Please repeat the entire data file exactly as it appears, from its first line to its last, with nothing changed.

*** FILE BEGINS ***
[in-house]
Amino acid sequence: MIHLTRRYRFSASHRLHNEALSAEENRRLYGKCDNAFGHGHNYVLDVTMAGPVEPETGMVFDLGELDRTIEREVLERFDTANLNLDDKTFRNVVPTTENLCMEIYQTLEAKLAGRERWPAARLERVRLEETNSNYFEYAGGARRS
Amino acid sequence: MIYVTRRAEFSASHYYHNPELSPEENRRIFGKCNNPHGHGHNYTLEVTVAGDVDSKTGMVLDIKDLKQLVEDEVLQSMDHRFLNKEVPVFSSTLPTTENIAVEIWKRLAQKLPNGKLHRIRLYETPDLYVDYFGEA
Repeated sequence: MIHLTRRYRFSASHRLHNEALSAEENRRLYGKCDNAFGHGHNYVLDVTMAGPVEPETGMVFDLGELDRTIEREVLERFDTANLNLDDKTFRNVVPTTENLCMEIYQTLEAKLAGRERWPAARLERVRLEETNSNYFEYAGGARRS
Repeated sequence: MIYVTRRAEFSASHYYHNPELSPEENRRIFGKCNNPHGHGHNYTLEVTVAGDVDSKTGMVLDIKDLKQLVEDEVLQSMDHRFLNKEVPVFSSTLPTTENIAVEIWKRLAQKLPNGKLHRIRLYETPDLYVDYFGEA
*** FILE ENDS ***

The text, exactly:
[in-house]
Amino acid sequence: MIHLTRRYRFSASHRLHNEALSAEENRRLYGKCDNAFGHGHNYVLDVTMAGPVEPETGMVFDLGELDRTIEREVLERFDTANLNLDDKTFRNVVPTTENLCMEIYQTLEAKLAGRERWPAARLERVRLEETNSNYFEYAGGARRS
Amino acid sequence: MIYVTRRAEFSASHYYHNPELSPEENRRIFGKCNNPHGHGHNYTLEVTVAGDVDSKTGMVLDIKDLKQLVEDEVLQSMDHRFLNKEVPVFSSTLPTTENIAVEIWKRLAQKLPNGKLHRIRLYETPDLYVDYFGEA
Repeated sequence: MIHLTRRYRFSASHRLHNEALSAEENRRLYGKCDNAFGHGHNYVLDVTMAGPVEPETGMVFDLGELDRTIEREVLERFDTANLNLDDKTFRNVVPTTENLCMEIYQTLEAKLAGRERWPAARLERVRLEETNSNYFEYAGGARRS
Repeated sequence: MIYVTRRAEFSASHYYHNPELSPEENRRIFGKCNNPHGHGHNYTLEVTVAGDVDSKTGMVLDIKDLKQLVEDEVLQSMDHRFLNKEVPVFSSTLPTTENIAVEIWKRLAQKLPNGKLHRIRLYETPDLYVDYFGEA